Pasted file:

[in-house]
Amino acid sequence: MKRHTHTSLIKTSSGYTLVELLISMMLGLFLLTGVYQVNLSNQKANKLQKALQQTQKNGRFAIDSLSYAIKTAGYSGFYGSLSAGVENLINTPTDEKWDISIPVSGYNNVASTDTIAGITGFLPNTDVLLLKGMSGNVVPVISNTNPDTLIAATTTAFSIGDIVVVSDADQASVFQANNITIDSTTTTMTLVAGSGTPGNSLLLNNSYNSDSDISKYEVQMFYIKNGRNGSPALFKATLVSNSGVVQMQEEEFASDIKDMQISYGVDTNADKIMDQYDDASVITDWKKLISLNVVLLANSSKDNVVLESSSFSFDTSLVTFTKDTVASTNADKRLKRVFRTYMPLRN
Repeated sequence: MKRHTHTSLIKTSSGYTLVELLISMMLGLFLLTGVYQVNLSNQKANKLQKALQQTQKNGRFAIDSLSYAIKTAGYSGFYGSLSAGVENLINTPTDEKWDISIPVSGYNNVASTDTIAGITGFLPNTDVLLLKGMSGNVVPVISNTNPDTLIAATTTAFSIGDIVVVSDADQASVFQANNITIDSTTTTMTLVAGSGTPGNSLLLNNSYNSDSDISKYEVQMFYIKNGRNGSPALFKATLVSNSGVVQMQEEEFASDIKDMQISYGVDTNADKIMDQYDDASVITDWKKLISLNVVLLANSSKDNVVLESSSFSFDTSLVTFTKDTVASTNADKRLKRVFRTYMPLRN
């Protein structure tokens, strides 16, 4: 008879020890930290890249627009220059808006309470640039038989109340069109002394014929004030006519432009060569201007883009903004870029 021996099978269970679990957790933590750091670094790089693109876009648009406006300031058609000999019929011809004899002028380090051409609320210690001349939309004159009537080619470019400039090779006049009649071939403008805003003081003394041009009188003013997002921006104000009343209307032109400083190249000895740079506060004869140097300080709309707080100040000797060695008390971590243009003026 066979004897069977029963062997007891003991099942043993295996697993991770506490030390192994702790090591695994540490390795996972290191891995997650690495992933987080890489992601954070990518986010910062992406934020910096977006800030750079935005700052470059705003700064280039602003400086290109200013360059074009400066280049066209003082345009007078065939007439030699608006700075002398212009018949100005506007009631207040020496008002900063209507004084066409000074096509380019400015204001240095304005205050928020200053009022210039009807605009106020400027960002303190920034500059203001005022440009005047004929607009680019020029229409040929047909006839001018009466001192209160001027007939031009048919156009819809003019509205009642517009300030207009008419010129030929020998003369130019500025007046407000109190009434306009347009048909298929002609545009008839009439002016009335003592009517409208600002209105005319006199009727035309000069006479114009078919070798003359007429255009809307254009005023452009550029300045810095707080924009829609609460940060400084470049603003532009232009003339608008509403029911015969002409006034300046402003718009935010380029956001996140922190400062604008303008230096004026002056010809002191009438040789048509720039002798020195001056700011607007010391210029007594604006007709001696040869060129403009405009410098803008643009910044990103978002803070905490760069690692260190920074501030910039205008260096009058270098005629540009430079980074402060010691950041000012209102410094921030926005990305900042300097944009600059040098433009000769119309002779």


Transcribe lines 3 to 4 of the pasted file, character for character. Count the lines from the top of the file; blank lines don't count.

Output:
Repeated sequence: MKRHTHTSLIKTSSGYTLVELLISMMLGLFLLTGVYQVNLSNQKANKLQKALQQTQKNGRFAIDSLSYAIKTAGYSGFYGSLSAGVENLINTPTDEKWDISIPVSGYNNVASTDTIAGITGFLPNTDVLLLKGMSGNVVPVISNTNPDTLIAATTTAFSIGDIVVVSDADQASVFQANNITIDSTTTTMTLVAGSGTPGNSLLLNNSYNSDSDISKYEVQMFYIKNGRNGSPALFKATLVSNSGVVQMQEEEFASDIKDMQISYGVDTNADKIMDQYDDASVITDWKKLISLNVVLLANSSKDNVVLESSSFSFDTSLVTFTKDTVASTNADKRLKRVFRTYMPLRN
């Protein structure tokens, strides 16, 4: 008879020890930290890249627009220059808006309470640039038989109340069109002394014929004030006519432009060569201007883009903004870029 021996099978269970679990957790933590750091670094790089693109876009648009406006300031058609000999019929011809004899002028380090051409609320210690001349939309004159009537080619470019400039090779006049009649071939403008805003003081003394041009009188003013997002921006104000009343209307032109400083190249000895740079506060004869140097300080709309707080100040000797060695008390971590243009003026 066979004897069977029963062997007891003991099942043993295996697993991770506490030390192994702790090591695994540490390795996972290191891995997650690495992933987080890489992601954070990518986010910062992406934020910096977006800030750079935005700052470059705003700064280039602003400086290109200013360059074009400066280049066209003082345009007078065939007439030699608006700075002398212009018949100005506007009631207040020496008002900063209507004084066409000074096509380019400015204001240095304005205050928020200053009022210039009807605009106020400027960002303190920034500059203001005022440009005047004929607009680019020029229409040929047909006839001018009466001192209160001027007939031009048919156009819809003019509205009642517009300030207009008419010129030929020998003369130019500025007046407000109190009434306009347009048909298929002609545009008839009439002016009335003592009517409208600002209105005319006199009727035309000069006479114009078919070798003359007429255009809307254009005023452009550029300045810095707080924009829609609460940060400084470049603003532009232009003339608008509403029911015969002409006034300046402003718009935010380029956001996140922190400062604008303008230096004026002056010809002191009438040789048509720039002798020195001056700011607007010391210029007594604006007709001696040869060129403009405009410098803008643009910044990103978002803070905490760069690692260190920074501030910039205008260096009058270098005629540009430079980074402060010691950041000012209102410094921030926005990305900042300097944009600059040098433009000769119309002779």